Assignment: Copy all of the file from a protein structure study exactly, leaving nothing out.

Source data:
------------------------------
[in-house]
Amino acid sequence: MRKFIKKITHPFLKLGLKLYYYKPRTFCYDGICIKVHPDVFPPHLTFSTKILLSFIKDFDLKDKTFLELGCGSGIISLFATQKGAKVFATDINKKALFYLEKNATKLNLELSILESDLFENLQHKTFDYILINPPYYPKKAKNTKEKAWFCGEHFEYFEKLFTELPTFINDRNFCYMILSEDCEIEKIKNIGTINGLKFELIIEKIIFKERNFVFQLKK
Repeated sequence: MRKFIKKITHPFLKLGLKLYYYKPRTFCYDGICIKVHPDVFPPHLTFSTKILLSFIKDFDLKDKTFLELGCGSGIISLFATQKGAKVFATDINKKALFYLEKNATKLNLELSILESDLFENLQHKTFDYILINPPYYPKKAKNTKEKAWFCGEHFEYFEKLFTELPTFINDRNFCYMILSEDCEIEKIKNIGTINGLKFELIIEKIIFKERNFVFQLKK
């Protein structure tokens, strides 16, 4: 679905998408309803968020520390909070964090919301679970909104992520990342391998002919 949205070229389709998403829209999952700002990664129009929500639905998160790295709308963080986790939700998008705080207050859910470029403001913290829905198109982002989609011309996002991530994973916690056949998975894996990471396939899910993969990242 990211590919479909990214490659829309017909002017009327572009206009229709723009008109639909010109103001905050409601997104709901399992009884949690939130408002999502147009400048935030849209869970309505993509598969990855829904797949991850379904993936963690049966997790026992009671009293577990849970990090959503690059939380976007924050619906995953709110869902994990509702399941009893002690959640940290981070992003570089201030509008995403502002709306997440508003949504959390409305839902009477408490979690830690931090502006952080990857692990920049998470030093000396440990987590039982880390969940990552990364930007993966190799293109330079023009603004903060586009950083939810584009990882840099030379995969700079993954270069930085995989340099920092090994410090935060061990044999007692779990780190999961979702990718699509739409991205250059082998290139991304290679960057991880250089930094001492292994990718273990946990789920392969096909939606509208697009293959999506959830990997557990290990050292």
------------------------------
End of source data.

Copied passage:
[in-house]
Amino acid sequence: MRKFIKKITHPFLKLGLKLYYYKPRTFCYDGICIKVHPDVFPPHLTFSTKILLSFIKDFDLKDKTFLELGCGSGIISLFATQKGAKVFATDINKKALFYLEKNATKLNLELSILESDLFENLQHKTFDYILINPPYYPKKAKNTKEKAWFCGEHFEYFEKLFTELPTFINDRNFCYMILSEDCEIEKIKNIGTINGLKFELIIEKIIFKERNFVFQLKK
Repeated sequence: MRKFIKKITHPFLKLGLKLYYYKPRTFCYDGICIKVHPDVFPPHLTFSTKILLSFIKDFDLKDKTFLELGCGSGIISLFATQKGAKVFATDINKKALFYLEKNATKLNLELSILESDLFENLQHKTFDYILINPPYYPKKAKNTKEKAWFCGEHFEYFEKLFTELPTFINDRNFCYMILSEDCEIEKIKNIGTINGLKFELIIEKIIFKERNFVFQLKK
């Protein structure tokens, strides 16, 4: 679905998408309803968020520390909070964090919301679970909104992520990342391998002919 949205070229389709998403829209999952700002990664129009929500639905998160790295709308963080986790939700998008705080207050859910470029403001913290829905198109982002989609011309996002991530994973916690056949998975894996990471396939899910993969990242 990211590919479909990214490659829309017909002017009327572009206009229709723009008109639909010109103001905050409601997104709901399992009884949690939130408002999502147009400048935030849209869970309505993509598969990855829904797949991850379904993936963690049966997790026992009671009293577990849970990090959503690059939380976007924050619906995953709110869902994990509702399941009893002690959640940290981070992003570089201030509008995403502002709306997440508003949504959390409305839902009477408490979690830690931090502006952080990857692990920049998470030093000396440990987590039982880390969940990552990364930007993966190799293109330079023009603004903060586009950083939810584009990882840099030379995969700079993954270069930085995989340099920092090994410090935060061990044999007692779990780190999961979702990718699509739409991205250059082998290139991304290679960057991880250089930094001492292994990718273990946990789920392969096909939606509208697009293959999506959830990997557990290990050292």